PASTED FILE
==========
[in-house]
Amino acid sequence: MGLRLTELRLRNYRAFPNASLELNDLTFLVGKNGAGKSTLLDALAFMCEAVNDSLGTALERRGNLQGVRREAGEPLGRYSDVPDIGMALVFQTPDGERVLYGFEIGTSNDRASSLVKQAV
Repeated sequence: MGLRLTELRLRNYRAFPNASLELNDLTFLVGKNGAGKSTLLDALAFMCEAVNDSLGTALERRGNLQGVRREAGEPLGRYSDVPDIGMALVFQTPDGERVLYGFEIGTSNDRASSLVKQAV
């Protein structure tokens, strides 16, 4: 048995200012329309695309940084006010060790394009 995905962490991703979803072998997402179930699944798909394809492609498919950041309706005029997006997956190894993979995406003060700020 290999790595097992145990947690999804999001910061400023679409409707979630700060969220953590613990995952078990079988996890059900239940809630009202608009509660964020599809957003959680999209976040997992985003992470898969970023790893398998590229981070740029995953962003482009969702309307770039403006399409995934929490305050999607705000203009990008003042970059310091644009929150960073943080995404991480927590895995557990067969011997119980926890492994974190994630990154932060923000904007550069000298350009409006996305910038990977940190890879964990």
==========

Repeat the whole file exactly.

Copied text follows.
[in-house]
Amino acid sequence: MGLRLTELRLRNYRAFPNASLELNDLTFLVGKNGAGKSTLLDALAFMCEAVNDSLGTALERRGNLQGVRREAGEPLGRYSDVPDIGMALVFQTPDGERVLYGFEIGTSNDRASSLVKQAV
Repeated sequence: MGLRLTELRLRNYRAFPNASLELNDLTFLVGKNGAGKSTLLDALAFMCEAVNDSLGTALERRGNLQGVRREAGEPLGRYSDVPDIGMALVFQTPDGERVLYGFEIGTSNDRASSLVKQAV
């Protein structure tokens, strides 16, 4: 048995200012329309695309940084006010060790394009 995905962490991703979803072998997402179930699944798909394809492609498919950041309706005029997006997956190894993979995406003060700020 290999790595097992145990947690999804999001910061400023679409409707979630700060969220953590613990995952078990079988996890059900239940809630009202608009509660964020599809957003959680999209976040997992985003992470898969970023790893398998590229981070740029995953962003482009969702309307770039403006399409995934929490305050999607705000203009990008003042970059310091644009929150960073943080995404991480927590895995557990067969011997119980926890492994974190994630990154932060923000904007550069000298350009409006996305910038990977940190890879964990």